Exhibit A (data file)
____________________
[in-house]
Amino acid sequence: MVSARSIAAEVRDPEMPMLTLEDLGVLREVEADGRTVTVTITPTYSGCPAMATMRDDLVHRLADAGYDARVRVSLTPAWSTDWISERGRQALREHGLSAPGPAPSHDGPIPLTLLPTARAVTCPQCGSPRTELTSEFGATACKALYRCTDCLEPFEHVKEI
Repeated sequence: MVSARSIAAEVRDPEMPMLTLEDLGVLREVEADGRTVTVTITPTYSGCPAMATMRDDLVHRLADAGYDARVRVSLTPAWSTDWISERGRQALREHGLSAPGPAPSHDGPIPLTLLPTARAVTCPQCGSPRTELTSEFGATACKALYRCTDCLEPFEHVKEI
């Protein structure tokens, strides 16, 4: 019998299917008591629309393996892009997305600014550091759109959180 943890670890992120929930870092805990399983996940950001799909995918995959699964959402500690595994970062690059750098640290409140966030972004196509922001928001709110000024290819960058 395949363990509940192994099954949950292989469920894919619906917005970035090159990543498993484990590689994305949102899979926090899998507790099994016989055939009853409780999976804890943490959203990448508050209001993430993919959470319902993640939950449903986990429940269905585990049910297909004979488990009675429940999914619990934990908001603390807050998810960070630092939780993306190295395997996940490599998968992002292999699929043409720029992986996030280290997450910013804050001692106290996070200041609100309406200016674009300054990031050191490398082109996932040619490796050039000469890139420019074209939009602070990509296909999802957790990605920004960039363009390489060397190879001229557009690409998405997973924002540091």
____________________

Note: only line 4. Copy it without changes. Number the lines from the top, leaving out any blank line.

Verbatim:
């Protein structure tokens, strides 16, 4: 019998299917008591629309393996892009997305600014550091759109959180 943890670890992120929930870092805990399983996940950001799909995918995959699964959402500690595994970062690059750098640290409140966030972004196509922001928001709110000024290819960058 395949363990509940192994099954949950292989469920894919619906917005970035090159990543498993484990590689994305949102899979926090899998507790099994016989055939009853409780999976804890943490959203990448508050209001993430993919959470319902993640939950449903986990429940269905585990049910297909004979488990009675429940999914619990934990908001603390807050998810960070630092939780993306190295395997996940490599998968992002292999699929043409720029992986996030280290997450910013804050001692106290996070200041609100309406200016674009300054990031050191490398082109996932040619490796050039000469890139420019074209939009602070990509296909999802957790990605920004960039363009390489060397190879001229557009690409998405997973924002540091």